John Leo
A famous televison newswoman told this joke last month at a fund-raising dinner for a women's college: A woman needed a brain transplant. Her doctor said two brains were available, a woman's brain for $500 and a man's brain for $5,000. Why the big price difference? Answer: The woman's brain has been used.

Most in the audience laughed, but one man stood up and booed. What's wrong? asked a woman at his table. The man said, "Just substitute woman, black or Jew for 'man' in that joke, and tell me how it sounds."

At about the same time, American Greeting Cards launched an ad campaign in Newsweek, Life and other magazines. One ad featured a "Thelma and Louise" greeting card, pasted into the magazines, that said on the front: "Men are always whining about how we are suffocating them." The punch line inside the card was this: "Personally, I think if you can hear them whining, you're not pressing hard enough on the pillow."

The newswoman, who is a friend, seemed shocked when I phoned and raised questions about her joke. "The poor, sensitive white male," she said. A spokesman for the greeting card company saw nothing wrong with a humorous card about a woman killing a man. He faxed a statement saying the card had been pretested successfully, and besides, "We've heard no protests from consumers who are buying and using this card." But would American Greetings print a card with the sexes reversed, so the humor came from men joking about suffocating a woman? No, said the spokesman, because 85 percent to 90 percent of cards are bought by women. There is no market for a reverse card.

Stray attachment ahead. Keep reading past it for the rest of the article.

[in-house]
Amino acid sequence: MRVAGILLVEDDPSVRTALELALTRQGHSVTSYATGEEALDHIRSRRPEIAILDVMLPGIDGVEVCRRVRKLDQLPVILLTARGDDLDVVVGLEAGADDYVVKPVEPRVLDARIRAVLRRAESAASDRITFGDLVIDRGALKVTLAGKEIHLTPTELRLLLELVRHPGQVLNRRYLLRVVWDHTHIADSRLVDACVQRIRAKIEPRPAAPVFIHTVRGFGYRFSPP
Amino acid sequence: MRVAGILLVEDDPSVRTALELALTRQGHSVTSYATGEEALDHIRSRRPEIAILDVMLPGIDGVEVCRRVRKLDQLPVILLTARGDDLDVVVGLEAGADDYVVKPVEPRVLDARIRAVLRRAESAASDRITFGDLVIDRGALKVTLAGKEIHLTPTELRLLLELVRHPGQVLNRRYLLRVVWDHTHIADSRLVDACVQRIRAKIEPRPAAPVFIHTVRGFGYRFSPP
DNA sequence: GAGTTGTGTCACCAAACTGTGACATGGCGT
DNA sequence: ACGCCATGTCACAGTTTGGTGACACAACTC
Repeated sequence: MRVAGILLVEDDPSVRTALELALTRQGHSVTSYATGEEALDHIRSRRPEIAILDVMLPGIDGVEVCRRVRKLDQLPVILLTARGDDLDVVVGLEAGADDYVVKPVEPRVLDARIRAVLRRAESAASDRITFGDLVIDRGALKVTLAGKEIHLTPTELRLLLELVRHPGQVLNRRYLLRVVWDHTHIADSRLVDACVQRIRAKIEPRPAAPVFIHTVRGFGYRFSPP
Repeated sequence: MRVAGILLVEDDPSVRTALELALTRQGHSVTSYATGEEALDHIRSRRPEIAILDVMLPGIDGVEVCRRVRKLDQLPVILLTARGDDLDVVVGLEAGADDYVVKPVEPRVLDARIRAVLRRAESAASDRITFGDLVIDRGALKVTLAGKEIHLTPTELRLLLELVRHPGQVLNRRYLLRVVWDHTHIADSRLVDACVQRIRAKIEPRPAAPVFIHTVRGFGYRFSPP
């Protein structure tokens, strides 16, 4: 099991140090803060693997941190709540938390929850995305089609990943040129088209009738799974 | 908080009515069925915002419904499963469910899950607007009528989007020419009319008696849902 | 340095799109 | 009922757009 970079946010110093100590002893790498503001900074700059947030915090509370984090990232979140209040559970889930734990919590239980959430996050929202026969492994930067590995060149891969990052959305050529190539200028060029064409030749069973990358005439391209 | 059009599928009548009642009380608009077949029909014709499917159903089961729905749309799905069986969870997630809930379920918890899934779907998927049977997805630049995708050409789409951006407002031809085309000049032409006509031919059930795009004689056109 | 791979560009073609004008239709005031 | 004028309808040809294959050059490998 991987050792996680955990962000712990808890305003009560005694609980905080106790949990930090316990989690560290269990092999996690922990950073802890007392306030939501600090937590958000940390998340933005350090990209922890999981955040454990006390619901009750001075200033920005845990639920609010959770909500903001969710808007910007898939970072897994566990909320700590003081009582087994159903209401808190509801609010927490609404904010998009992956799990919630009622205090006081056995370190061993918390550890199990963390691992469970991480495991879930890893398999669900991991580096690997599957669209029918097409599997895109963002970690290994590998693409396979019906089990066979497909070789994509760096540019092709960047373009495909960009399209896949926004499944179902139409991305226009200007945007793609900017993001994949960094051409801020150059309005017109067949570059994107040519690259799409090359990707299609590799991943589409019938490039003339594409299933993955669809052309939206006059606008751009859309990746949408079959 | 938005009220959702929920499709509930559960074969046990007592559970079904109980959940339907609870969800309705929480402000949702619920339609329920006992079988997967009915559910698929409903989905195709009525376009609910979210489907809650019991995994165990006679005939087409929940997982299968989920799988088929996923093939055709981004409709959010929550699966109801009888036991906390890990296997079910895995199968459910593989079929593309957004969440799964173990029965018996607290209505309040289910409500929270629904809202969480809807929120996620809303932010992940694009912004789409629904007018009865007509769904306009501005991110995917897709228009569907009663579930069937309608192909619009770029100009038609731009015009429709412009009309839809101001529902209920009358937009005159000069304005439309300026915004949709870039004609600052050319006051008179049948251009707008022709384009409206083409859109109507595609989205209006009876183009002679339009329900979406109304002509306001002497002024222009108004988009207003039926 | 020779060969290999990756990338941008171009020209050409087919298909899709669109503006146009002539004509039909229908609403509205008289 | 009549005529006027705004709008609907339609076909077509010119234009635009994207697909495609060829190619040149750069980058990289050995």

In truth, no man could get up at a fancy banquet and tell a joke about how stupid women are. And a greeting card joking about a woman's murder would be very unlikely, even if surveys showed that millions of males were eager to exchange lighthearted gender-killing greetings. The obvious is true: A sturdy double standard has emerged in the gender wars.

"There used to be a certain level of good-natured teasing between the sexes," says Christina Sommers, author of "Who Stole Feminism?" "Now even the most innocent remark about women will get you in trouble, but there's no limit at all to what you can say about men."


John Leo

John Leo is editor of MindingTheCampus.com and a former contributing editor at U.S. News and World Report.

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